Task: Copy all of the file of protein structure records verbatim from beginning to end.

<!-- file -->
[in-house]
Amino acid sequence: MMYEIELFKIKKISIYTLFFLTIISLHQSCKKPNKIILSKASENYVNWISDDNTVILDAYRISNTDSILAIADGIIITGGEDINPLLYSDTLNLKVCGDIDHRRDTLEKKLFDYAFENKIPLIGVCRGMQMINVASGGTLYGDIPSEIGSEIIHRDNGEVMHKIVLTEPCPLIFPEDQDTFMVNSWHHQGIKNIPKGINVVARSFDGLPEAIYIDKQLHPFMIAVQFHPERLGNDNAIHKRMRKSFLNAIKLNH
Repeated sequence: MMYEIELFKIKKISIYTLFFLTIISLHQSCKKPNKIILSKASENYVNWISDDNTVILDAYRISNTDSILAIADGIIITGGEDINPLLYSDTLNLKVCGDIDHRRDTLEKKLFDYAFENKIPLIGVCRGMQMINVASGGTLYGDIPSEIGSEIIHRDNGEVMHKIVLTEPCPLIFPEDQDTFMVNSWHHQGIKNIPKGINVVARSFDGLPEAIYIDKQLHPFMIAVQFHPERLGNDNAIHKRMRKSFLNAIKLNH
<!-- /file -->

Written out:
[in-house]
Amino acid sequence: MMYEIELFKIKKISIYTLFFLTIISLHQSCKKPNKIILSKASENYVNWISDDNTVILDAYRISNTDSILAIADGIIITGGEDINPLLYSDTLNLKVCGDIDHRRDTLEKKLFDYAFENKIPLIGVCRGMQMINVASGGTLYGDIPSEIGSEIIHRDNGEVMHKIVLTEPCPLIFPEDQDTFMVNSWHHQGIKNIPKGINVVARSFDGLPEAIYIDKQLHPFMIAVQFHPERLGNDNAIHKRMRKSFLNAIKLNH
Repeated sequence: MMYEIELFKIKKISIYTLFFLTIISLHQSCKKPNKIILSKASENYVNWISDDNTVILDAYRISNTDSILAIADGIIITGGEDINPLLYSDTLNLKVCGDIDHRRDTLEKKLFDYAFENKIPLIGVCRGMQMINVASGGTLYGDIPSEIGSEIIHRDNGEVMHKIVLTEPCPLIFPEDQDTFMVNSWHHQGIKNIPKGINVVARSFDGLPEAIYIDKQLHPFMIAVQFHPERLGNDNAIHKRMRKSFLNAIKLNH